A woman in Germany is being evicted from her home of 16 years to make way for asylum-seekers, amid growing concerns over how Germany will find accommodation for the hundreds of thousands of refugees flooding into the country.
Bettina Halbey, a 51-year-old nurse, has lived alone in her flat in the small western German town of Nieheim since her children grew up.
On September 1, she received a letter from her landlord, the local municipality, telling her the building was being turned into a refugee shelter and she had until next May to leave.
“I was completely taken aback,” Ms Halbey told Welt newspaper. “I find it impossible to describe how the city has treated me.”
In Germany, where 52 per cent of people rent their homes, it is unheard of to be asked to leave under such circumstances.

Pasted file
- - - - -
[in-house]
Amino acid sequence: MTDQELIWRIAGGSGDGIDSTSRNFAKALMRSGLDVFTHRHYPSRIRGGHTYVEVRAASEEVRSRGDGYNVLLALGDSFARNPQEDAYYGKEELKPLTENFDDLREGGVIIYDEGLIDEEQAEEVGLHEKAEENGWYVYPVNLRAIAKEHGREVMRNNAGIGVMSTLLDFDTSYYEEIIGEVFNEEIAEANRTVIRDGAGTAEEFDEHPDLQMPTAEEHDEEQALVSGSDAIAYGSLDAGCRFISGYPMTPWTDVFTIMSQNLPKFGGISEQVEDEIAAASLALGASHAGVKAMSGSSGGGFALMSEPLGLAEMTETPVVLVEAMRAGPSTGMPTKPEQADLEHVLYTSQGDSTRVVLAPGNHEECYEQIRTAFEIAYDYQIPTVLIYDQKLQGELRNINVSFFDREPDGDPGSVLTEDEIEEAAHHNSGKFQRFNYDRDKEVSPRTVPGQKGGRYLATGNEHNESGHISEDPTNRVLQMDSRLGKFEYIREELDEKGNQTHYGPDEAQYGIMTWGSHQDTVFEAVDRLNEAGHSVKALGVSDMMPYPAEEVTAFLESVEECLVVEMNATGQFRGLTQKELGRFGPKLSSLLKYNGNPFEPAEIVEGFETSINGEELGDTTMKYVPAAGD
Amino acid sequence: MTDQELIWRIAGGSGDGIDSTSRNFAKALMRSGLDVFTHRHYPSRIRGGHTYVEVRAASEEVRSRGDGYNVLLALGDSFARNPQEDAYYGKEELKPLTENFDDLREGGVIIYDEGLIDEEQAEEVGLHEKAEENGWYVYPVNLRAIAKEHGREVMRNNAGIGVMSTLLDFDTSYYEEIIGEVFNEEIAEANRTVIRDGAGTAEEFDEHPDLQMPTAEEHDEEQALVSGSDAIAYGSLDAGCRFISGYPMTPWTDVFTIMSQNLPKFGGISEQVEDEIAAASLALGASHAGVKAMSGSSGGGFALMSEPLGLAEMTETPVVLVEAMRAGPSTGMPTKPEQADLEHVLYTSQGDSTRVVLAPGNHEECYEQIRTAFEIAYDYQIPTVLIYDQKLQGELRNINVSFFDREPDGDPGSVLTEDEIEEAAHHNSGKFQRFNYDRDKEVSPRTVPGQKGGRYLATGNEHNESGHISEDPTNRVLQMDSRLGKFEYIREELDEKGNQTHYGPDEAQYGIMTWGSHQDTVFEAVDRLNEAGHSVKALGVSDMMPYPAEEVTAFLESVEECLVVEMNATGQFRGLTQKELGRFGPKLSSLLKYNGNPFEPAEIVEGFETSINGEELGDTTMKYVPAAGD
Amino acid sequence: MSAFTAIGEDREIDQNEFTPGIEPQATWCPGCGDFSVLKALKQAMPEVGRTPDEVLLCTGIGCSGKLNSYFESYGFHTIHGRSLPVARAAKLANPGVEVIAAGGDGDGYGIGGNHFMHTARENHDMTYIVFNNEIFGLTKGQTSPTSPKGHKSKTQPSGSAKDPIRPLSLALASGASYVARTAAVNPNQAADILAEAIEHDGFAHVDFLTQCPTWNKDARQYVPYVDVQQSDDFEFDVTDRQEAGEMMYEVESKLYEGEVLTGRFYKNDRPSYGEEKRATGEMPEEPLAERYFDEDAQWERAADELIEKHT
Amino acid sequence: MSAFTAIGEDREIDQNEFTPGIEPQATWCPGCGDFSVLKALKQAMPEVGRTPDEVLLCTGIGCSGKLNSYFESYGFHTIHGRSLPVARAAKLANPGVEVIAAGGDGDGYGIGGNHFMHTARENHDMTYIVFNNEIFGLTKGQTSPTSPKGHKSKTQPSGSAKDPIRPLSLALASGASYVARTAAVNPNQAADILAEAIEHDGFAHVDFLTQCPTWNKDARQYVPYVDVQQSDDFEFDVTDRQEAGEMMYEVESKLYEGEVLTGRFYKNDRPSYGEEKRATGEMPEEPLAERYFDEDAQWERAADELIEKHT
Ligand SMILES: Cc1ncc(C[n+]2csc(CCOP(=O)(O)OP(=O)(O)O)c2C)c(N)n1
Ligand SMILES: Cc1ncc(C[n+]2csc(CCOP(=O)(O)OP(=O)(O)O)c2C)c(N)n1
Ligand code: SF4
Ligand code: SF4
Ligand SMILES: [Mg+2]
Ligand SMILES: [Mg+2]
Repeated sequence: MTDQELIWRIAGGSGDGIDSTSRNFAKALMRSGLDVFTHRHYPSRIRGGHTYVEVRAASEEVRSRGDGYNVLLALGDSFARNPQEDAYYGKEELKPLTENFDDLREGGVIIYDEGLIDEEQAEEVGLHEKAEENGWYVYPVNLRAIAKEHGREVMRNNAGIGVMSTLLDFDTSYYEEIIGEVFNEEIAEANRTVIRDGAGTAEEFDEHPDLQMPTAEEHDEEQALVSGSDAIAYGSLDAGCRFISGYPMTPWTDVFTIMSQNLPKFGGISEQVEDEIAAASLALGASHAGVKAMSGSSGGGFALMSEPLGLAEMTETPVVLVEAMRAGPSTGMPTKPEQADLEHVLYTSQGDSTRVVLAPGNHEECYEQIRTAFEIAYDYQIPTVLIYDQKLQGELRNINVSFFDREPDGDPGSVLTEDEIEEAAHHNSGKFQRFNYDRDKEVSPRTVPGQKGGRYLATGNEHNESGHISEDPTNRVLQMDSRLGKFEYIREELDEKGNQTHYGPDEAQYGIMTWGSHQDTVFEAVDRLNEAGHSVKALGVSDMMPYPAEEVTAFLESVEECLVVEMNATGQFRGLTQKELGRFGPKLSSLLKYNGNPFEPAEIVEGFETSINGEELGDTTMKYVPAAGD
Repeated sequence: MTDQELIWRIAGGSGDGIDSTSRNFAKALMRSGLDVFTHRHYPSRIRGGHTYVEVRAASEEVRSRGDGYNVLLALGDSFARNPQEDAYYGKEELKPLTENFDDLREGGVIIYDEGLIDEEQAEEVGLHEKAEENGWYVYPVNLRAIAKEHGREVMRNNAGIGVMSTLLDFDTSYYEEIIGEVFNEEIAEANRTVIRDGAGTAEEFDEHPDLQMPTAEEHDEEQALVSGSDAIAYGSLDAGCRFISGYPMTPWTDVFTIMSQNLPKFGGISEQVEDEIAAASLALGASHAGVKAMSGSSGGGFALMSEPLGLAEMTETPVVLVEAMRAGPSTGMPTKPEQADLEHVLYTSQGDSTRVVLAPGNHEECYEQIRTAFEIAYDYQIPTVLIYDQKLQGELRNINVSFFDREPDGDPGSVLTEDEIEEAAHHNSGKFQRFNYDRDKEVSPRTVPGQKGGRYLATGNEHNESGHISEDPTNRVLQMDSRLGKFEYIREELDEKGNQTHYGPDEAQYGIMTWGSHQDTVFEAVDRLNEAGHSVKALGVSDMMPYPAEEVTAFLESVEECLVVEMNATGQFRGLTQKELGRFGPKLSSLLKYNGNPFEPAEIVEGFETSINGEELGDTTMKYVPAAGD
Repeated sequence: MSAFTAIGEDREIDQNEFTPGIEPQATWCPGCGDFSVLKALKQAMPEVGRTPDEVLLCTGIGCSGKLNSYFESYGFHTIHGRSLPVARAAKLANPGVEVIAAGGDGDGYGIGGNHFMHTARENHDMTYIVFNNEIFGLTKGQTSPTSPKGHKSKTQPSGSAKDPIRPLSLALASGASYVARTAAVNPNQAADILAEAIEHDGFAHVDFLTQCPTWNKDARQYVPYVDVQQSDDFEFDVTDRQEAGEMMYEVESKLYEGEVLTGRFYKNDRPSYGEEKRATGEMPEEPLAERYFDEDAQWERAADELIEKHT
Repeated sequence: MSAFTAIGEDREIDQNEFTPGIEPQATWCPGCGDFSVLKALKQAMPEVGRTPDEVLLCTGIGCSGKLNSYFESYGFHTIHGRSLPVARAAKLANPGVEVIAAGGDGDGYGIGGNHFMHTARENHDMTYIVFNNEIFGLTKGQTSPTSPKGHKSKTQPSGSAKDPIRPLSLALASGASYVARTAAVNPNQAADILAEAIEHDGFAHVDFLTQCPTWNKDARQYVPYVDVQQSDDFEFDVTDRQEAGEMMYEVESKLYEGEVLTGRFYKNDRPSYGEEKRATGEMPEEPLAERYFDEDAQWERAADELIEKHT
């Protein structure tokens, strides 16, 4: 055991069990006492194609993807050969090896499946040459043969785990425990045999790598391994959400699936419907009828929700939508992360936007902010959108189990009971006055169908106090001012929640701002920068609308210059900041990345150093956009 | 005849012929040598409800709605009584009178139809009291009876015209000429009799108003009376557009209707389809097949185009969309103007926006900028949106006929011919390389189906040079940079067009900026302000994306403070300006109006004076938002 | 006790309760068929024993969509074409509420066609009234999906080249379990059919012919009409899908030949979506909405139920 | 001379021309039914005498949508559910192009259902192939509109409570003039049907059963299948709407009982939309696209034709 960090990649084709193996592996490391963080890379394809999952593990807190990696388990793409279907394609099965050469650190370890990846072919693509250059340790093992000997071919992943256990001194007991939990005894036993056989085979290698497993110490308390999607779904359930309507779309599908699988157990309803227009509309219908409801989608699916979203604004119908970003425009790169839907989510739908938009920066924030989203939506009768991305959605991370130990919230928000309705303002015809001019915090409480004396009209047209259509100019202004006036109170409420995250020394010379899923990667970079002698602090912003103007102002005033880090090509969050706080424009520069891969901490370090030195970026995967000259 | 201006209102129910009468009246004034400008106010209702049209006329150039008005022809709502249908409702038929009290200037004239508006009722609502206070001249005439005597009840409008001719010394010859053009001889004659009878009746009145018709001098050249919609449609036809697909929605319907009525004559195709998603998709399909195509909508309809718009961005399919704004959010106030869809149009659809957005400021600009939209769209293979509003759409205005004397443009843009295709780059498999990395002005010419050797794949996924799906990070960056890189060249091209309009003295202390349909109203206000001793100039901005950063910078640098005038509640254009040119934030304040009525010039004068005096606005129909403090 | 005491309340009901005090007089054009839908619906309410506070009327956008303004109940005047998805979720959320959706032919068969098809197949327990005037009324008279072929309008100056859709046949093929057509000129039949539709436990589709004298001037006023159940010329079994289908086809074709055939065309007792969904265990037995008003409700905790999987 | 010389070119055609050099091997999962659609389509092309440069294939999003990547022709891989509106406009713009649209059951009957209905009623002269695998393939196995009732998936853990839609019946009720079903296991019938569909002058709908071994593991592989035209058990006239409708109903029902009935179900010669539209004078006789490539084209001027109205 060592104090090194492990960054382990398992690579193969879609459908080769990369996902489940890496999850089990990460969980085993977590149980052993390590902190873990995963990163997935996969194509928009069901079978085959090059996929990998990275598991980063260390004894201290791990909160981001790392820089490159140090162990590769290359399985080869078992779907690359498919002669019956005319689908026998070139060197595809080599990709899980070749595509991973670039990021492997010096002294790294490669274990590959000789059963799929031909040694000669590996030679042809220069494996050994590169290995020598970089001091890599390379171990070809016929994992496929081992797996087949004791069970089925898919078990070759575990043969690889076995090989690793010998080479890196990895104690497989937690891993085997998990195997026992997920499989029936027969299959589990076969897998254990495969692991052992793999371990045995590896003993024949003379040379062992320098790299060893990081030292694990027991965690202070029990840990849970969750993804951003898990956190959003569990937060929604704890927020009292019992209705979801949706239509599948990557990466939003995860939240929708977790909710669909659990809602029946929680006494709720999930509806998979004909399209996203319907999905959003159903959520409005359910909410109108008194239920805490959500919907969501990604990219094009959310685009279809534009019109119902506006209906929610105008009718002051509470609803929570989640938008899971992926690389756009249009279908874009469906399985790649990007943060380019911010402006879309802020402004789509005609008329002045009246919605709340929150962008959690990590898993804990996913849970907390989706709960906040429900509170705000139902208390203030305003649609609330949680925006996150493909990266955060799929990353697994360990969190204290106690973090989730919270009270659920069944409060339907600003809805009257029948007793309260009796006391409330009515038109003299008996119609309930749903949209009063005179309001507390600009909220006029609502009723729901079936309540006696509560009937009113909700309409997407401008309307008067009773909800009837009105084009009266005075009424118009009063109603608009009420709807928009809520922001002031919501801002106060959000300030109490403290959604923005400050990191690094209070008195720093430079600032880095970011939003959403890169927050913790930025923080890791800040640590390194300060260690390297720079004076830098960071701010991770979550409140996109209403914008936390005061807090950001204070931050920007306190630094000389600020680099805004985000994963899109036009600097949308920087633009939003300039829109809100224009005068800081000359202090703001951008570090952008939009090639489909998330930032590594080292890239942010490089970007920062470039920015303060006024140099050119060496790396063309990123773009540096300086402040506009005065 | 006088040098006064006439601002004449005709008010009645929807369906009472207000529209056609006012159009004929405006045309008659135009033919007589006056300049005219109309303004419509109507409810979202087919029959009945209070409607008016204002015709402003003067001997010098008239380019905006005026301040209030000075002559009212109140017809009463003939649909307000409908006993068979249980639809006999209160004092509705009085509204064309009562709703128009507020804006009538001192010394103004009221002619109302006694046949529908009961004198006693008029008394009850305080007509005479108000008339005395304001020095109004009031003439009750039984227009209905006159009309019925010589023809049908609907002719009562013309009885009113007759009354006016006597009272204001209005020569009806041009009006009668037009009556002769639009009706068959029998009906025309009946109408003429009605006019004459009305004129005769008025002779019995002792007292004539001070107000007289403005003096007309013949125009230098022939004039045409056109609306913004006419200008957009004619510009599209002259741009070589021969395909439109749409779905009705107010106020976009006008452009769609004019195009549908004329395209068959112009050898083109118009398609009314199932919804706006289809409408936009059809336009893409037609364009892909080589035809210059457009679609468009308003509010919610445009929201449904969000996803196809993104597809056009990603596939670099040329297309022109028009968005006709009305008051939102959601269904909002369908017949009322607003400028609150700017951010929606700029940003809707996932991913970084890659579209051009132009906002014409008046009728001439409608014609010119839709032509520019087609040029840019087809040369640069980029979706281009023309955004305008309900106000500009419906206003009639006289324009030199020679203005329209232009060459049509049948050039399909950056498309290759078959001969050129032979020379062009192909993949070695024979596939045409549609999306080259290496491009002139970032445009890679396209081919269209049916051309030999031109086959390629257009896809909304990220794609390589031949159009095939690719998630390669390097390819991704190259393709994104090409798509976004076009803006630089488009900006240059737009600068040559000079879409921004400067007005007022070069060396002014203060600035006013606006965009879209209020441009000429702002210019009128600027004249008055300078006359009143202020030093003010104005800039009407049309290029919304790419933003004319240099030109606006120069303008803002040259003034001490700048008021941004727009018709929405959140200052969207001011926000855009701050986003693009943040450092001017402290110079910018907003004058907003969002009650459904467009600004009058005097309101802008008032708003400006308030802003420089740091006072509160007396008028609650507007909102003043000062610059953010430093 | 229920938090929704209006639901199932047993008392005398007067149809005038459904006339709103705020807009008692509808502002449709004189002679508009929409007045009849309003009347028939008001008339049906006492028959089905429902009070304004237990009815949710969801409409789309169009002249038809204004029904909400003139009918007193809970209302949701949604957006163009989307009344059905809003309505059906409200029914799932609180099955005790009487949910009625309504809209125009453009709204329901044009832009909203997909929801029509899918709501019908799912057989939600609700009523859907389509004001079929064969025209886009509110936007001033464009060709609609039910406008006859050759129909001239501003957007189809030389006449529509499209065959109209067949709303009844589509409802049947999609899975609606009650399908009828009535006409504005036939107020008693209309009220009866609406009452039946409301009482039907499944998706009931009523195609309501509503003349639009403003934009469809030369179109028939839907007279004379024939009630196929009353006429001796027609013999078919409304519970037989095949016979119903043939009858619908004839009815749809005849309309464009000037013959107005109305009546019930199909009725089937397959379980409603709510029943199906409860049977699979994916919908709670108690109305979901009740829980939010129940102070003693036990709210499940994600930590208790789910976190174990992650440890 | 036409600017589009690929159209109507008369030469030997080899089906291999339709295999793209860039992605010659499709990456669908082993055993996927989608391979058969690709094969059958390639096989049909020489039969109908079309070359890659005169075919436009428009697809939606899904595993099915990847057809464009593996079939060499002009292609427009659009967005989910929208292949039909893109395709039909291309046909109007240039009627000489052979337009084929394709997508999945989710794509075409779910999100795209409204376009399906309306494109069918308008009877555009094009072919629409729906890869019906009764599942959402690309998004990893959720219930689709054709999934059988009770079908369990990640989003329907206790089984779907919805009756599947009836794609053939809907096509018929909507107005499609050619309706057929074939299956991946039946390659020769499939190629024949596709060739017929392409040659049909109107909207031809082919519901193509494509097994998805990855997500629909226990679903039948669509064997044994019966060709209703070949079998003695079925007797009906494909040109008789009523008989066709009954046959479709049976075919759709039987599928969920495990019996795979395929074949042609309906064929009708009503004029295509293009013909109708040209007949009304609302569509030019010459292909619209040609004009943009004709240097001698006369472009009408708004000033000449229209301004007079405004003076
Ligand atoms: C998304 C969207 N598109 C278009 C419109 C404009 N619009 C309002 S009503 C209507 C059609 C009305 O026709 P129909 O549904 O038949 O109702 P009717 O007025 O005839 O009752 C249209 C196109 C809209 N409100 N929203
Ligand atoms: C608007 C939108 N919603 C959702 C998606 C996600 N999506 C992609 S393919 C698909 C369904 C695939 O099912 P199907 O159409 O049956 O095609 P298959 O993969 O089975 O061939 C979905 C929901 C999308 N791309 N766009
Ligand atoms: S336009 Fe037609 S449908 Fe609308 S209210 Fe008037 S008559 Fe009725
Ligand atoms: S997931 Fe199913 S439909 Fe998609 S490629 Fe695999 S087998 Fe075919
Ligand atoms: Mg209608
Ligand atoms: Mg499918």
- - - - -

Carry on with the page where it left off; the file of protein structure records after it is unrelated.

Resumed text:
Tenants are strongly protected by law, and can normally only be evicted if they have broken the terms of their rental agreement.
“I’ve muddled through sorrow and distress, and then I get this notice,” said Ms Halbey, who brought up her two children as a single mother in the flat. “It was like a kick in the teeth.”
Ms Halbey insisted she was not against Germany taking refugees in. When asylum-seekers moved into the flat above hers last May, they got on well, she said.
“We take care of each other. Helping people, this is my commandment,” she said.
Although the building belongs to the local municipality, it is not social housing and Ms Halbey pays the full market rent.
But Rainer Vidal, the mayor of Nieheim, said the building was needed to house refugees because the town’s existing three shelters were full. “A new residential unit for 30 refugees in Nieheim would cost €30,000 (£22,000). This solution will cost me nothing,” he told Welt.